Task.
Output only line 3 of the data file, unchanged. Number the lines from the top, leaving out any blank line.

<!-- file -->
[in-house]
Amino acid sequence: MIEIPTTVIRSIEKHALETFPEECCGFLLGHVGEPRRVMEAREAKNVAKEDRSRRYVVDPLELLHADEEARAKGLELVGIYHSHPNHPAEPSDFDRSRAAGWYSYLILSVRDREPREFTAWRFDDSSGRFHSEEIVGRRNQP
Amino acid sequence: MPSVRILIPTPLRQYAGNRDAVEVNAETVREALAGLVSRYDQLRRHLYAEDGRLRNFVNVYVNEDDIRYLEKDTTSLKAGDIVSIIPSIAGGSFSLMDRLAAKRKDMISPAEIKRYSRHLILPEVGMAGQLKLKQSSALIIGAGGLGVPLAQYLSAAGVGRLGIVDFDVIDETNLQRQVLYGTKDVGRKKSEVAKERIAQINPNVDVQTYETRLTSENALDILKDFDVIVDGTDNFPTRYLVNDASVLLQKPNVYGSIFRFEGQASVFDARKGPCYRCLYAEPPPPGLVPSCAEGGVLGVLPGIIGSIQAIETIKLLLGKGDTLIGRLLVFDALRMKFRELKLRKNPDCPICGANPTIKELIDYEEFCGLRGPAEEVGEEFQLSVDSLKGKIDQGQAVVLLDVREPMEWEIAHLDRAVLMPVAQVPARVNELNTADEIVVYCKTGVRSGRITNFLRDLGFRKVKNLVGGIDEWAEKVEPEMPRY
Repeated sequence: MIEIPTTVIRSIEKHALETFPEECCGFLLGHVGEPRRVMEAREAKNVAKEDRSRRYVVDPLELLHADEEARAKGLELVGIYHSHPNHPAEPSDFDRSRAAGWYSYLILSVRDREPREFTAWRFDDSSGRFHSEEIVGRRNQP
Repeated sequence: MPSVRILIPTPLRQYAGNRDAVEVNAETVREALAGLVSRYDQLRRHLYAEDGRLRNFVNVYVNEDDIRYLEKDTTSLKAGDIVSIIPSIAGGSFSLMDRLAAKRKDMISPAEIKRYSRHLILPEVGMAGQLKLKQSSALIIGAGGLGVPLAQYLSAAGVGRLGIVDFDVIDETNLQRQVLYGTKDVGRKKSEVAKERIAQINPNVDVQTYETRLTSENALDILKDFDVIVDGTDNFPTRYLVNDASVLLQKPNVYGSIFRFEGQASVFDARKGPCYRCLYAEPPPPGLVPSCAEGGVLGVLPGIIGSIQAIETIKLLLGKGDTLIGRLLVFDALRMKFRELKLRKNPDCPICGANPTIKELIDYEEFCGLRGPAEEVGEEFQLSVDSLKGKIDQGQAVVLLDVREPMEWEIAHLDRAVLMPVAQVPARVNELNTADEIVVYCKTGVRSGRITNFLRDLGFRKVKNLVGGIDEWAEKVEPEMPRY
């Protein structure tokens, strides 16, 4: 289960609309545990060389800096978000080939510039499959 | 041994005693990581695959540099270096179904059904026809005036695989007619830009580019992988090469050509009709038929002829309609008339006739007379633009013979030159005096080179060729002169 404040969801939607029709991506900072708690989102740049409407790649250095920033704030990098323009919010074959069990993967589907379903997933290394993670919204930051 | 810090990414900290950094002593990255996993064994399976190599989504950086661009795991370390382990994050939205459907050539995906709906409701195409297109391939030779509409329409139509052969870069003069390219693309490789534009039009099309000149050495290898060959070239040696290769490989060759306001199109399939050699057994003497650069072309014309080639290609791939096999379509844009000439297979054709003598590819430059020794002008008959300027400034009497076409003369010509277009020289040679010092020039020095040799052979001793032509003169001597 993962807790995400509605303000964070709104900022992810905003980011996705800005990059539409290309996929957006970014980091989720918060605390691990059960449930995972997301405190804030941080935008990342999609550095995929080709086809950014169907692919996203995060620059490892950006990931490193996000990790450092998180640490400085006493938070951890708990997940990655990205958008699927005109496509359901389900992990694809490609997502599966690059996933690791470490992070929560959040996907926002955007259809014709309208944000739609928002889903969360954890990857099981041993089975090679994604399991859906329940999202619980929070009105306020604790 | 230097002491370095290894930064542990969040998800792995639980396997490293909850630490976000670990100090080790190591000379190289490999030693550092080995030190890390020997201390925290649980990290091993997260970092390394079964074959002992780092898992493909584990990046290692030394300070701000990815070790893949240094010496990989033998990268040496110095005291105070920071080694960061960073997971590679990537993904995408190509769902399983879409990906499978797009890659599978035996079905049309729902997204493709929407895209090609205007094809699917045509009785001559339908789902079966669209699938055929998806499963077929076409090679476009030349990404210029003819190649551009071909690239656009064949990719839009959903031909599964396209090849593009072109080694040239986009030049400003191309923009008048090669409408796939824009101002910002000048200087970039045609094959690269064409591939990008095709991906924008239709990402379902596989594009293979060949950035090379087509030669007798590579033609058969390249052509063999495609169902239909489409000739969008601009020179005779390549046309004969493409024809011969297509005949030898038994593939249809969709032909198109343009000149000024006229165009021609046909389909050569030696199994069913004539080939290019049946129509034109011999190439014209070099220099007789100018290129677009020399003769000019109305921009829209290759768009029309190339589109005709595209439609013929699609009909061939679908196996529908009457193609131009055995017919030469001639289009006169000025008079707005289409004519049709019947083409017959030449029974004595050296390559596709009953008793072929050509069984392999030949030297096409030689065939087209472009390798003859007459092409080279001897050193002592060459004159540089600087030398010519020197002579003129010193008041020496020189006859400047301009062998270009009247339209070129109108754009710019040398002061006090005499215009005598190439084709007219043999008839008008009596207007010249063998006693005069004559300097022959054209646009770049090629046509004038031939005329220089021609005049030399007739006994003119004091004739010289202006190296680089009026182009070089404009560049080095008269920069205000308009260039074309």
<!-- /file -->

Amino acid sequence: MPSVRILIPTPLRQYAGNRDAVEVNAETVREALAGLVSRYDQLRRHLYAEDGRLRNFVNVYVNEDDIRYLEKDTTSLKAGDIVSIIPSIAGGSFSLMDRLAAKRKDMISPAEIKRYSRHLILPEVGMAGQLKLKQSSALIIGAGGLGVPLAQYLSAAGVGRLGIVDFDVIDETNLQRQVLYGTKDVGRKKSEVAKERIAQINPNVDVQTYETRLTSENALDILKDFDVIVDGTDNFPTRYLVNDASVLLQKPNVYGSIFRFEGQASVFDARKGPCYRCLYAEPPPPGLVPSCAEGGVLGVLPGIIGSIQAIETIKLLLGKGDTLIGRLLVFDALRMKFRELKLRKNPDCPICGANPTIKELIDYEEFCGLRGPAEEVGEEFQLSVDSLKGKIDQGQAVVLLDVREPMEWEIAHLDRAVLMPVAQVPARVNELNTADEIVVYCKTGVRSGRITNFLRDLGFRKVKNLVGGIDEWAEKVEPEMPRY